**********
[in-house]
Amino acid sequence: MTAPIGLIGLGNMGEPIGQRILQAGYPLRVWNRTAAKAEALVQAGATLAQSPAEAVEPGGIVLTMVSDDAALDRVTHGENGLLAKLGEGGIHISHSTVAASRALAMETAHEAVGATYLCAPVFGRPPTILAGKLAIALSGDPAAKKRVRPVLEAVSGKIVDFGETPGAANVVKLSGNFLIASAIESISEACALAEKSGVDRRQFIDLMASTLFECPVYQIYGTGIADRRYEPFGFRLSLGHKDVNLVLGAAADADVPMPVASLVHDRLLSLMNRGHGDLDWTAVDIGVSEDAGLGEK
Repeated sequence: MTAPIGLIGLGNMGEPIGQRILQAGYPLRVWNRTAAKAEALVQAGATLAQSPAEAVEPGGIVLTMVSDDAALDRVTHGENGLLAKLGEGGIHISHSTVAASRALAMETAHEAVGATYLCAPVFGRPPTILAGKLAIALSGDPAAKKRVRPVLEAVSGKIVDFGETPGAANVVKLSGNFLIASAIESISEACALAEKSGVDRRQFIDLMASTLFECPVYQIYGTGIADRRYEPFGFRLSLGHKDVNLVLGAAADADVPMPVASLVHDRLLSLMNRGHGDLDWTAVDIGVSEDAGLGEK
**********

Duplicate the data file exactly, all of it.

[in-house]
Amino acid sequence: MTAPIGLIGLGNMGEPIGQRILQAGYPLRVWNRTAAKAEALVQAGATLAQSPAEAVEPGGIVLTMVSDDAALDRVTHGENGLLAKLGEGGIHISHSTVAASRALAMETAHEAVGATYLCAPVFGRPPTILAGKLAIALSGDPAAKKRVRPVLEAVSGKIVDFGETPGAANVVKLSGNFLIASAIESISEACALAEKSGVDRRQFIDLMASTLFECPVYQIYGTGIADRRYEPFGFRLSLGHKDVNLVLGAAADADVPMPVASLVHDRLLSLMNRGHGDLDWTAVDIGVSEDAGLGEK
Repeated sequence: MTAPIGLIGLGNMGEPIGQRILQAGYPLRVWNRTAAKAEALVQAGATLAQSPAEAVEPGGIVLTMVSDDAALDRVTHGENGLLAKLGEGGIHISHSTVAASRALAMETAHEAVGATYLCAPVFGRPPTILAGKLAIALSGDPAAKKRVRPVLEAVSGKIVDFGETPGAANVVKLSGNFLIASAIESISEACALAEKSGVDRRQFIDLMASTLFECPVYQIYGTGIADRRYEPFGFRLSLGHKDVNLVLGAAADADVPMPVASLVHDRLLSLMNRGHGDLDWTAVDIGVSEDAGLGEK